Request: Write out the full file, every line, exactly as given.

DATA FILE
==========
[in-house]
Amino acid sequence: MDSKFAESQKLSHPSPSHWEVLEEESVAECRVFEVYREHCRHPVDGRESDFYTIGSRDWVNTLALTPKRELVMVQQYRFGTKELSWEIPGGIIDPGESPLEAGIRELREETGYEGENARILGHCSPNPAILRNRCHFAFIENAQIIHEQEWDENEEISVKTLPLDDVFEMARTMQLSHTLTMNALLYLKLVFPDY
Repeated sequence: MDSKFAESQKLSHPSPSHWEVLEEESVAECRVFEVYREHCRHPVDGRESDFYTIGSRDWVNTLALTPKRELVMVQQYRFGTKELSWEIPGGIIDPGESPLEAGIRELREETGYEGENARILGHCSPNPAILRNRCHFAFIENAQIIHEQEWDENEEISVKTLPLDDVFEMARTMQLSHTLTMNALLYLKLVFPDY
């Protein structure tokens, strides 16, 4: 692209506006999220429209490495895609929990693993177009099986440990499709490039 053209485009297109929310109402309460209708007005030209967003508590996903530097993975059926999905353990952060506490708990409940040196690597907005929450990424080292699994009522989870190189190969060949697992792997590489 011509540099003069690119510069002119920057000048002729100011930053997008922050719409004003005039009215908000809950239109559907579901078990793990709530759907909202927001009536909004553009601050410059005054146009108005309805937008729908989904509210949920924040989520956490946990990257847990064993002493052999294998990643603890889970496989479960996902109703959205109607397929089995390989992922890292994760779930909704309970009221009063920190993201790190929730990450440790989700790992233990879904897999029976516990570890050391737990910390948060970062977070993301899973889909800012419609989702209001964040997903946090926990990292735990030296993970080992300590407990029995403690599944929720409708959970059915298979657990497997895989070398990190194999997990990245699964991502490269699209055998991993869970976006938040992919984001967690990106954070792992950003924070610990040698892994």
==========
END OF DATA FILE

[in-house]
Amino acid sequence: MDSKFAESQKLSHPSPSHWEVLEEESVAECRVFEVYREHCRHPVDGRESDFYTIGSRDWVNTLALTPKRELVMVQQYRFGTKELSWEIPGGIIDPGESPLEAGIRELREETGYEGENARILGHCSPNPAILRNRCHFAFIENAQIIHEQEWDENEEISVKTLPLDDVFEMARTMQLSHTLTMNALLYLKLVFPDY
Repeated sequence: MDSKFAESQKLSHPSPSHWEVLEEESVAECRVFEVYREHCRHPVDGRESDFYTIGSRDWVNTLALTPKRELVMVQQYRFGTKELSWEIPGGIIDPGESPLEAGIRELREETGYEGENARILGHCSPNPAILRNRCHFAFIENAQIIHEQEWDENEEISVKTLPLDDVFEMARTMQLSHTLTMNALLYLKLVFPDY
């Protein structure tokens, strides 16, 4: 692209506006999220429209490495895609929990693993177009099986440990499709490039 053209485009297109929310109402309460209708007005030209967003508590996903530097993975059926999905353990952060506490708990409940040196690597907005929450990424080292699994009522989870190189190969060949697992792997590489 011509540099003069690119510069002119920057000048002729100011930053997008922050719409004003005039009215908000809950239109559907579901078990793990709530759907909202927001009536909004553009601050410059005054146009108005309805937008729908989904509210949920924040989520956490946990990257847990064993002493052999294998990643603890889970496989479960996902109703959205109607397929089995390989992922890292994760779930909704309970009221009063920190993201790190929730990450440790989700790992233990879904897999029976516990570890050391737990910390948060970062977070993301899973889909800012419609989702209001964040997903946090926990990292735990030296993970080992300590407990029995403690599944929720409708959970059915298979657990497997895989070398990190194999997990990245699964991502490269699209055998991993869970976006938040992919984001967690990106954070792992950003924070610990040698892994």